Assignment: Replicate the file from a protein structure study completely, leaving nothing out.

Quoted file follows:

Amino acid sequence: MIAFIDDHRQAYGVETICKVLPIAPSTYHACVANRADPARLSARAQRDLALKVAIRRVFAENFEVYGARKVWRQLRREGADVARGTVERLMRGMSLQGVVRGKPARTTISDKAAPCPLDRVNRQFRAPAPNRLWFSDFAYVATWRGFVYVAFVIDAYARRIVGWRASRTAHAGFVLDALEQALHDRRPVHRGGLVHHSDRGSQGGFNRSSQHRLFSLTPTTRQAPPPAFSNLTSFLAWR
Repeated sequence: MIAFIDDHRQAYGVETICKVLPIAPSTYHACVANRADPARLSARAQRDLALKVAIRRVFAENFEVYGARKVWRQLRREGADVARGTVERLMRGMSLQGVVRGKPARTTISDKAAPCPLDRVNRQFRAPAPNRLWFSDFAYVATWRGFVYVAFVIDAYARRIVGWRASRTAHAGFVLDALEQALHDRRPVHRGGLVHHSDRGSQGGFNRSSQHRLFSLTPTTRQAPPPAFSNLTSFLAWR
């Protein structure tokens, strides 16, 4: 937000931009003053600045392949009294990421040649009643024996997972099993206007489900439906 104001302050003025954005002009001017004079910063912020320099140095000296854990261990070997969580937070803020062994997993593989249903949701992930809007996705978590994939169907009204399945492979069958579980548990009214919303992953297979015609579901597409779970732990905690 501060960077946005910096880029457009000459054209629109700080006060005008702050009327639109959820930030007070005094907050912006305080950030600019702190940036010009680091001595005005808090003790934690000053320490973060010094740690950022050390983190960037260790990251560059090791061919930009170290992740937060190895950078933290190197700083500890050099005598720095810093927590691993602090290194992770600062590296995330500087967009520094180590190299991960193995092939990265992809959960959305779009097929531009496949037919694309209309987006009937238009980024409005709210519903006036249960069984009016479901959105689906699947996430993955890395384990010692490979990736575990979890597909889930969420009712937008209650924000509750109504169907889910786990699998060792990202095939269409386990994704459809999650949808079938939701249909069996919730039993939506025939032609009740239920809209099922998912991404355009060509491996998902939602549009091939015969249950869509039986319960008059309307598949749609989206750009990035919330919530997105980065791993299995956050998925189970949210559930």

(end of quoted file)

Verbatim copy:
Amino acid sequence: MIAFIDDHRQAYGVETICKVLPIAPSTYHACVANRADPARLSARAQRDLALKVAIRRVFAENFEVYGARKVWRQLRREGADVARGTVERLMRGMSLQGVVRGKPARTTISDKAAPCPLDRVNRQFRAPAPNRLWFSDFAYVATWRGFVYVAFVIDAYARRIVGWRASRTAHAGFVLDALEQALHDRRPVHRGGLVHHSDRGSQGGFNRSSQHRLFSLTPTTRQAPPPAFSNLTSFLAWR
Repeated sequence: MIAFIDDHRQAYGVETICKVLPIAPSTYHACVANRADPARLSARAQRDLALKVAIRRVFAENFEVYGARKVWRQLRREGADVARGTVERLMRGMSLQGVVRGKPARTTISDKAAPCPLDRVNRQFRAPAPNRLWFSDFAYVATWRGFVYVAFVIDAYARRIVGWRASRTAHAGFVLDALEQALHDRRPVHRGGLVHHSDRGSQGGFNRSSQHRLFSLTPTTRQAPPPAFSNLTSFLAWR
């Protein structure tokens, strides 16, 4: 937000931009003053600045392949009294990421040649009643024996997972099993206007489900439906 104001302050003025954005002009001017004079910063912020320099140095000296854990261990070997969580937070803020062994997993593989249903949701992930809007996705978590994939169907009204399945492979069958579980548990009214919303992953297979015609579901597409779970732990905690 501060960077946005910096880029457009000459054209629109700080006060005008702050009327639109959820930030007070005094907050912006305080950030600019702190940036010009680091001595005005808090003790934690000053320490973060010094740690950022050390983190960037260790990251560059090791061919930009170290992740937060190895950078933290190197700083500890050099005598720095810093927590691993602090290194992770600062590296995330500087967009520094180590190299991960193995092939990265992809959960959305779009097929531009496949037919694309209309987006009937238009980024409005709210519903006036249960069984009016479901959105689906699947996430993955890395384990010692490979990736575990979890597909889930969420009712937008209650924000509750109504169907889910786990699998060792990202095939269409386990994704459809999650949808079938939701249909069996919730039993939506025939032609009740239920809209099922998912991404355009060509491996998902939602549009091939015969249950869509039986319960008059309307598949749609989206750009990035919330919530997105980065791993299995956050998925189970949210559930």